Friday, 16 March 2007

That Mental Shift

There's a time when you find there is a small click in your mind. It's not too loud, barely audible, but you usually know when it happens because you do hear a tiny little snick and find that something you have been grappling with now has amazing clarity.

I've had it happen a few times writing the first draft of my novel, times when my brain refused to go forward no matter how much I cajoled, threatened, begged or even beat upon it. when the despair would be close enough to be palatable it would come to me, that mental movement that I required to either see my issue in a new light or deal with a situation in another manner.

Right now I am trying to get that mental shift to come to me again. The process I need to make whatever part of my grey matter realise that it has a job to do and the sooner it just accepts it and gets on with the job the sooner both of us will be happy.

So what am I waiting on my mind to work out? It's simple, I have to get into my head that despite the fact I have faced my demons and written near 500 pages of a first draft, I now need to go back and start from the start and work on that draft. Take it from my basic idea and turn it into something engaging, something that others will want to read so they can leave their own lives behind just for a few chapters at a time. They want to be stimulated and taken places that their own imagination can't take them.

If I can get this next draft done I'll be close to taking them there. I just need to hear something. That little snick. That mental shift.

Tuesday, 6 March 2007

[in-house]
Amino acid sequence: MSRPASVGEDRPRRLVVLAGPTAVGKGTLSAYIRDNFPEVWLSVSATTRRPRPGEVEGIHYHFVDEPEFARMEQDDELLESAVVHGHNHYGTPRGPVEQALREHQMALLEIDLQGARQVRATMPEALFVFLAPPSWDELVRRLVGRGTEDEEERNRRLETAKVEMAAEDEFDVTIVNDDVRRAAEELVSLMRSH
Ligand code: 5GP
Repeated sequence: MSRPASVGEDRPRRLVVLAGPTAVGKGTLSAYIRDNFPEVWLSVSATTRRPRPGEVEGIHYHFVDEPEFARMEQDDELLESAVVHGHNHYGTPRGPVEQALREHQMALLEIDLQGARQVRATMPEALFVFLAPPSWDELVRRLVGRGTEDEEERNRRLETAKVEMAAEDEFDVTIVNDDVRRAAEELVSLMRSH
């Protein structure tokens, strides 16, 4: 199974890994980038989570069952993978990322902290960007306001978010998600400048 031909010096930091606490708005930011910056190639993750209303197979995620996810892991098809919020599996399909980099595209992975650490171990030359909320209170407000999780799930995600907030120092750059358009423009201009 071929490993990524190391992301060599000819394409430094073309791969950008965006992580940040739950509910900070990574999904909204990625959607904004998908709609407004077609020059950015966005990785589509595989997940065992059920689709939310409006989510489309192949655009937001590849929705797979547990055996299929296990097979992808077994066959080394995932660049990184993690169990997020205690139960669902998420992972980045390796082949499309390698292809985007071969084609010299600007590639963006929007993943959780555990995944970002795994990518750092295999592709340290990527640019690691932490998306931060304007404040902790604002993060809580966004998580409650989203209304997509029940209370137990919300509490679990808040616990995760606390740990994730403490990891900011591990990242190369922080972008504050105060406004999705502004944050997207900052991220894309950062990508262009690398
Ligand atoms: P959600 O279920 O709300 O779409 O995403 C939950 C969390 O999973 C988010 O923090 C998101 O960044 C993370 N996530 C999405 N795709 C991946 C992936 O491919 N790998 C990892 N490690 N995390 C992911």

Emotion for Impact

I've read numerous times how showing the emotion of a character can often have a much greater impact than an outright telling dialog. I've often struggled to remember good examples of this, but now I won't have to.

In the April 2007 edition of The Writer magazine (US) there are two FANTASTIC examples of before & after writing relating to showing more emotion in your writing. Unfortunately I can't reprint it here due to copyright issues but I'll give you the detail for you to check it out for yourself.

The first is actually an example of clarifying a Turning Point, but I think it also doubles as a great example of emotion v's dialog. It's the Before and After on page 27

The second is an actual example pitched directly at emotion and is another excellent example of how to get into the head of a character instead of listening to them talk. It's the Before and After on page 46.

So, how about an example from me? I'll give it a go:

*******************
Before
"So do you want to come down to the park?" asked Jack.
Jill fidgeted, "I don't know. Looks like it might rain."
"What do you mean? It's a clear blue sky."
Jill couldn't look him in the eyes, "Well it might, you never know. And I don't like to get wet."
"Why don't you admit you just don't want to go? You're never upfront with me," Jack said before storming off.
*******************

Ok, that is some lousy dialogue, but what I am trying to go for there is showing how Jill doesn't want to go anywhere with Jack. I could re-write it with more dialogue, try to get across my point in words, maybe they could have an argument. Or I could try again, with the same amount of dialogue, but this time with more feeling and see which one has greater impact to the reader:

*******************
After
"So do you want to come down to the park?" asked Jack.